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Gutti Vankaya curry no more a delicacy

Gutti Vankaya curry no more a delicacy
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The popular recipe of Andhra, Gutti Vankaya  curry, normally prepared with local white brinjal (egg plant) (Tella Vankaya) of Nellore has now been a rare occasion for Nelloreans as these vegetables were being grown using excessive quantity of fertilizers and pesticides. 

Nellore: The popular recipe of Andhra, Gutti Vankaya curry, normally prepared with local white brinjal (egg plant) (Tella Vankaya) of Nellore has now been a rare occasion for Nelloreans as these vegetables were being grown using excessive quantity of fertilizers and pesticides.

Women who prepare the recipe say one can smell bad odour of the chemical as soon as they cut the vegetable into pieces and so were avoiding using local variety for cooking such mouthwatering recipes.

Brinjal is the most sought-after vegetable for weddings and other occasions along with potato. Even during post-death ceremonial activity also people prefer this vegetable as it was being served by ancient people during important occasions.


Excessive use of pesticides leaves residues in the vegetable giving nightm­­arish experience to food lovers with bad chemical odour even in the dish


In Nellore, there has been a tradition that one should serve any recipe with brinjal during wedding celebrations and they particularly ask the caterers or cooks for the varieties.

But, the practice has gradually been losing its sheen due to over use of pesticides that give chemical odour to the vegetable that can be found even during preparation.

As a result, foodies were not showing interest on the recipe due to its bad odour. Experts in agriculture say tomato, brinjal and bhendi (ladies finger) are the major vegetables grown in Telugu states.

Bhagyamati, Gulabi, Shyamala are popular in the region and the Nellore variety has no such recognition with its traditional farming as an internal crop for many centuries.

In fact, there are many varieties of brinjal like Pusa purple long, Pusa purple cluster, Pusa Kranti, Azad Kranti, Pusa Barsati, Manjri Gota, Vaishali, Arka Navneet, Arka Sheet, Arka Kusmukar, Arka Nidhi, Arka Keshav, Arka Neelkanth, and Pusa Ankur and the local variety is being identified as Tella Vankaya by
farmers.

The brinjal is a warm season crop, therefore susceptible to severe frost. Low temperatures during the winter cause deformation of the vegetable.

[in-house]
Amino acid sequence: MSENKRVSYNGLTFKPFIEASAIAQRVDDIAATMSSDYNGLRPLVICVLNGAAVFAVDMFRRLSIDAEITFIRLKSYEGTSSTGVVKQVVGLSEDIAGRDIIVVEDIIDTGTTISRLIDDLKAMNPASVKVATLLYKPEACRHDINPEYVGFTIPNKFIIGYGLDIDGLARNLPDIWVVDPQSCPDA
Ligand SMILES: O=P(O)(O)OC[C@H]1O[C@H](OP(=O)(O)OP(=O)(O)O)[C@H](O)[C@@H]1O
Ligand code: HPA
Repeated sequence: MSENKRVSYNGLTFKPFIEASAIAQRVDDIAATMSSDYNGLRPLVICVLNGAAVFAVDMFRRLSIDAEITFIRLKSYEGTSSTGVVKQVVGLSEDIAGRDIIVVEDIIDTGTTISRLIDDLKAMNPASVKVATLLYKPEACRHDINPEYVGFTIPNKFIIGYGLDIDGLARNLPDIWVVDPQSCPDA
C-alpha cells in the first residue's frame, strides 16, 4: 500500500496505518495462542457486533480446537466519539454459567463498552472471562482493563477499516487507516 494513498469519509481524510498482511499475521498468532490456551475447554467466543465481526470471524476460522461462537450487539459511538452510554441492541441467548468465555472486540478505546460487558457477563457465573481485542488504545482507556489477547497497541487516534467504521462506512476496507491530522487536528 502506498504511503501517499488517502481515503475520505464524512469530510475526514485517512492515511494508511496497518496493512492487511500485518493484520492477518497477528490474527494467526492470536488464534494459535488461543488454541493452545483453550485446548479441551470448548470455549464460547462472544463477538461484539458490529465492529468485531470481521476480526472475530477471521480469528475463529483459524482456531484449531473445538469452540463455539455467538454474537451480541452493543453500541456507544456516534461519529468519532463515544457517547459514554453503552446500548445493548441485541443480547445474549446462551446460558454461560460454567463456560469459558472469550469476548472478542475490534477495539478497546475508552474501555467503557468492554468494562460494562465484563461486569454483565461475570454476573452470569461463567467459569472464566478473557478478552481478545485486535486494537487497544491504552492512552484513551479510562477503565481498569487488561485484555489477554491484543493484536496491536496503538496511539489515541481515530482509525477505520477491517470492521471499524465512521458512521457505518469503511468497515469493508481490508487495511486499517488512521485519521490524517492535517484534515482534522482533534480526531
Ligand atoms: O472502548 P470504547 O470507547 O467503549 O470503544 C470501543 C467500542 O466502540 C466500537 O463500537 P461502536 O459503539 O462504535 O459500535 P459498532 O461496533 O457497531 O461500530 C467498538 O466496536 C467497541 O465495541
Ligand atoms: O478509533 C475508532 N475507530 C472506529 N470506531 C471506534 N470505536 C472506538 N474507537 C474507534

The brinjal plants are grown in all types of soils varying from light sandy to heavy clay. Light soils are good for an early yield, while clay-loam and silt-loam are well suited for higher yield.

So, farmers during winter use pesticides excessively for protecting them from pests. This has been leading to bad odour even after cooking because of residues in the vegetable giving nightmarish experience to the foodies.

“Not only farmers in India; Bangladesh, Pakistan, China and the Philippines also grow brinjal. It is also popular in Egypt, France, Italy and United States. In India, it is one of the most common, popular and principal vegetable crops grown throughout the country except higher altitudes.

It is a versatile crop adapted to different agro-climatic regions and can be grown throughout the year,” said Dr P Ramesh Babu from Agriculture Research Station, Nellore. He said Nelloreans call it as Tella Vankaya which is their native variety.

A report of the Union ministry of agriculture sad that Whitefly (B tabaci) in brinjal that maximum pesticide usage has been evident in India in crops like Chilli followed by brinjal, Cole crops and okra (bhendi). Farmers use pesticides for protecting crops from Brinjal Shoot and Fruit Borer diseases and others.

“We use pesticides for brinjal, pumpkin, snake gourd, and okra in the district. They are susceptible to diseases in the region and have to safeguard them for avoiding farming losses.

Sometimes farmers who don’t know exact use of pesticide will spray more that finally leave residues on the vegetable,” said K Ramanaiah from Amancherla village in Nellore rural mandal.

But, finally, foodies have been bearing brunt of residues of the pesticide in the vegetable, he admitted.

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